The researchers define the percentage allocated to risky assets as investments in public equity, alternative assets and risky fixed income (i.e., high yield bonds). In line with their hypothesis, they document that a 10% increase in the percentage of retired members of U.S. public funds is associated with a 5.34% increase in their allocation to risky assets, while for all other pension funds, a 10% increase in the percentage of retired members is associated with a 1.70% lower allocation to risky assets.

This increased risk-taking enables more mature U.S. public funds to use higher discount rates, as a 10% increase in their percentage of retired members is associated with a 69 basis point increase in their discount rate. In contrast, the asset allocation of the control group, consisting of U.S. corporate funds as well as Canadian and European funds, becomes more conservative as the funds mature.

NEXT: Risky investments lead to underperformance

The regulatory incentives hypothesis further suggests that U.S. public funds increase allocations to risky assets especially at times when expected asset returns decline. During the research sample period, the 10-year U.S. Treasury yield fell from 7% in 1994 to less than 2% in 2012. As the level of interest rates falls, the expected rates of return on both risky and non-risky assets fall, though U.S. public funds can refrain from lowering their liability discount rate by increasing their allocation to risky assets. The researchers found only U.S. public plans significantly increase their allocation to risky assets when interest rates are falling. Economically, the approximately 5 percentage point decline in the yield on ten-year Treasury securities is associated with a 15 percentage point increase in their allocation to risky assets.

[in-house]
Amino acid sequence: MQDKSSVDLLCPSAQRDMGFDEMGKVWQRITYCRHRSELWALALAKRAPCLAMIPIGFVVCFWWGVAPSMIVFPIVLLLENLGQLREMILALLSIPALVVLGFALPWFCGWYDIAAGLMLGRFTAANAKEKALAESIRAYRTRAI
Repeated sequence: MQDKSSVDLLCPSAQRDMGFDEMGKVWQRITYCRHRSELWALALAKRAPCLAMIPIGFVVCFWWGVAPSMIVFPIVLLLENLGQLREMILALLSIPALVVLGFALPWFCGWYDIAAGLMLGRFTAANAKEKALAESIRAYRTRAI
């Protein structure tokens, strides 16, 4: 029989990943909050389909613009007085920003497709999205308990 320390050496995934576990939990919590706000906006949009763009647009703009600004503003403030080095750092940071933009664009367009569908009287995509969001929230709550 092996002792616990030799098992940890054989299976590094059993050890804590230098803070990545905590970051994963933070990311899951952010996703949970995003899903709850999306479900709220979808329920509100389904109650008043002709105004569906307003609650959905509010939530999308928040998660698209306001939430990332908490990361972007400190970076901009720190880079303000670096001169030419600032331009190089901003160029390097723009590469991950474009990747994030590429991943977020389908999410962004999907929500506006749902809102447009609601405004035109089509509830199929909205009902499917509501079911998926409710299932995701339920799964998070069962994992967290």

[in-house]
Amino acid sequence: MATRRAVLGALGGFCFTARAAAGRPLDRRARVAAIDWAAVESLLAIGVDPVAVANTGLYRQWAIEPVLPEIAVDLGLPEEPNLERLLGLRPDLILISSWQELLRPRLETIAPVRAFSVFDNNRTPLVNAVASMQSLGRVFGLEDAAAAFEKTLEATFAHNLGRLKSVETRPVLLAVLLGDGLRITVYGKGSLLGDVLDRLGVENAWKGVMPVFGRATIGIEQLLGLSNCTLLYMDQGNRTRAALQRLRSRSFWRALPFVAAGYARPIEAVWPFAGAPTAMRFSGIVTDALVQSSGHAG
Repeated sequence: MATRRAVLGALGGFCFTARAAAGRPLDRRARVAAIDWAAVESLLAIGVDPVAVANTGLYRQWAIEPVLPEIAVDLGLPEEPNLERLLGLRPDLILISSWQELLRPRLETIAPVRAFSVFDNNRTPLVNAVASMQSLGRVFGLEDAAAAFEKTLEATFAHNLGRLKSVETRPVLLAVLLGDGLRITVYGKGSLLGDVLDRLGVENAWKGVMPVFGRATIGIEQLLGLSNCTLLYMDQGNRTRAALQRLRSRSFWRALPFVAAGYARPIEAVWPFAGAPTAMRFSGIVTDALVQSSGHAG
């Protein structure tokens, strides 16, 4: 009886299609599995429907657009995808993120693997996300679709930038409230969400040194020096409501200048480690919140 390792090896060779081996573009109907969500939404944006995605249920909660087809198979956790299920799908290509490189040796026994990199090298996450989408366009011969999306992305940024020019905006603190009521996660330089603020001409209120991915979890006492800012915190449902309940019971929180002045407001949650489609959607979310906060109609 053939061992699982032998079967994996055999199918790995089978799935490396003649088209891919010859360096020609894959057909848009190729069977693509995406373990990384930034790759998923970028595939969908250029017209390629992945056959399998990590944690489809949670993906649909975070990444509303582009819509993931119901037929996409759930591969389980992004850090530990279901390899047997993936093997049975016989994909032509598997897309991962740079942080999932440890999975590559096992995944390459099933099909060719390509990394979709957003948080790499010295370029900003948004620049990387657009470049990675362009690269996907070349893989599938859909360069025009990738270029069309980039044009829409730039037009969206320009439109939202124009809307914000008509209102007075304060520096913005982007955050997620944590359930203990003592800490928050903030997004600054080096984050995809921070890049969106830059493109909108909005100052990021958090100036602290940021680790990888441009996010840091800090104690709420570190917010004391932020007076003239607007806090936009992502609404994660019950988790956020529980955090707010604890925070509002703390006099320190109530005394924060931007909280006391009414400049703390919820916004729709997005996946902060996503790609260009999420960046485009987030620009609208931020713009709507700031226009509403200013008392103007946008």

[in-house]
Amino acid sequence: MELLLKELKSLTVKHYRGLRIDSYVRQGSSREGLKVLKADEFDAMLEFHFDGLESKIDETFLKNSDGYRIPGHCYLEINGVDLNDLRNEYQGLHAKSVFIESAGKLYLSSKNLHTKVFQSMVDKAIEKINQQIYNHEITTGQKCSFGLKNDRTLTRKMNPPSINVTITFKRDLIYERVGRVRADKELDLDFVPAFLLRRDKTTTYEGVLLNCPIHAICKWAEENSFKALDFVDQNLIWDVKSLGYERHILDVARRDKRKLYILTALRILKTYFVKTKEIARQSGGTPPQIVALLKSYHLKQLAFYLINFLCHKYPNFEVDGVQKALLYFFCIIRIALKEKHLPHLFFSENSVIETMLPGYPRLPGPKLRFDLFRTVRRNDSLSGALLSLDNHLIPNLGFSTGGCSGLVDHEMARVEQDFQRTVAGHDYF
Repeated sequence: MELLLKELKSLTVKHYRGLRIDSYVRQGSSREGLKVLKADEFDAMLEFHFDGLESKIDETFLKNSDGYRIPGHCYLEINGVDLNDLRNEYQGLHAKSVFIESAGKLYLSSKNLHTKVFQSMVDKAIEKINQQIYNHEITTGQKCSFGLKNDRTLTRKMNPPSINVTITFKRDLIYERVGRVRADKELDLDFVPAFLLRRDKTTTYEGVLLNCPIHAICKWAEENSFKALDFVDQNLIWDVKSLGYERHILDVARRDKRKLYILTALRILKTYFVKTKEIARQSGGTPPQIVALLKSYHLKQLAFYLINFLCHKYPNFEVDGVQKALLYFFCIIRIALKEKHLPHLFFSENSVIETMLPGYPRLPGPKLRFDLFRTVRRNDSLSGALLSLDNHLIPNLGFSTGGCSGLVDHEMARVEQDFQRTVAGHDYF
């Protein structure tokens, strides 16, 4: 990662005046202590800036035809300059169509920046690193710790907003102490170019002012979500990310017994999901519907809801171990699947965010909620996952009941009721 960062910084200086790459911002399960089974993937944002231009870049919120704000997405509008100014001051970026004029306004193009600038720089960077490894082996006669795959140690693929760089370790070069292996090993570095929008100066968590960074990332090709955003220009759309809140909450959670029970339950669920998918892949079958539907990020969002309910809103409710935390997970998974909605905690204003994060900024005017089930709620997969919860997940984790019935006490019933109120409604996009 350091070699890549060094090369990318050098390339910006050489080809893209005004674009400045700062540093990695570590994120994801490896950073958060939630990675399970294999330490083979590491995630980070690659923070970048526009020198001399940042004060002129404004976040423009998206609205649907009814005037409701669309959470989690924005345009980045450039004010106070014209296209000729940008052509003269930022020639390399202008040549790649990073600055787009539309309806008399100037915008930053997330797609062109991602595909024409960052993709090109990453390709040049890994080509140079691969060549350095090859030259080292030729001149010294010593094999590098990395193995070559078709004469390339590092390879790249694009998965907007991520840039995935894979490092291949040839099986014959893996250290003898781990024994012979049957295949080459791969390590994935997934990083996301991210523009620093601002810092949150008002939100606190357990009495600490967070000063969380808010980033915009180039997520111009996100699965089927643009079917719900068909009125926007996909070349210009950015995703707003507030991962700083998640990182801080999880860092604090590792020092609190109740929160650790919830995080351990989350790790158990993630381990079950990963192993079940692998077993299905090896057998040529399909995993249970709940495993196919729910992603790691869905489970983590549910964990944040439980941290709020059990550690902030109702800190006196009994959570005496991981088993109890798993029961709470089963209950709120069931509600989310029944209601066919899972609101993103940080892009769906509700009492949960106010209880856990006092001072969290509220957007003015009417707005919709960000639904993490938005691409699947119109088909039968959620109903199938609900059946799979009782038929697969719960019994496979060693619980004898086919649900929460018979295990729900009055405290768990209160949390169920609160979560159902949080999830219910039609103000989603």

Taking more risk may affect the pension fund investment performance as well. The regulatory incentives hypothesis implies that U.S. public funds change their asset allocation in order to manage the liability discount rate and the reported funding level rather than based on investment opportunities and asset-liability considerations. “However, if asset allocation decisions are in substantial part driven by regulatory incentives, U.S. public funds may be looking for additional investments in risky assets at times when they have relatively fewer attractive opportunities or limited capacity to select and monitor additional risky investments, in which case we could expect them to underperform,” the researchers note.

They evaluate the investment performance by adjusting the pension fund returns for both their investment costs and benchmark performance within various asset classes, thus taking asset allocation decisions as given. They find that U.S. public plans underperform the benchmarks by about 57 basis points a year, and their underperformance is substantially worse if the fund is more mature. A 10% increase in the maturity of U.S. public funds is associated with 23 to 40 basis point lower returns (depending on the specification). The underperformance of mature U.S. public plans is primarily due to lower returns in equities and alternative assets, i.e., those risky assets in which they particularly increased their allocation in order to maintain higher liability discount rates. None of the other groups of pension funds underperform on average.

In addition, the researchers found that U.S. public DB pension funds with a higher percentage of state-political and participant-elected trustees invest more in risky assets and use higher liability discount rates. For instance, pension plans whose boards consists only of state-political members invest 10 percentage points more in risky assets than a pension plan without state-political trustees. In addition, more mature pension plans with a higher percentage of participant-elected trustees also have greater allocations to risky assets, use higher discount rates, and obtain lower investment returns.

The research report is available here.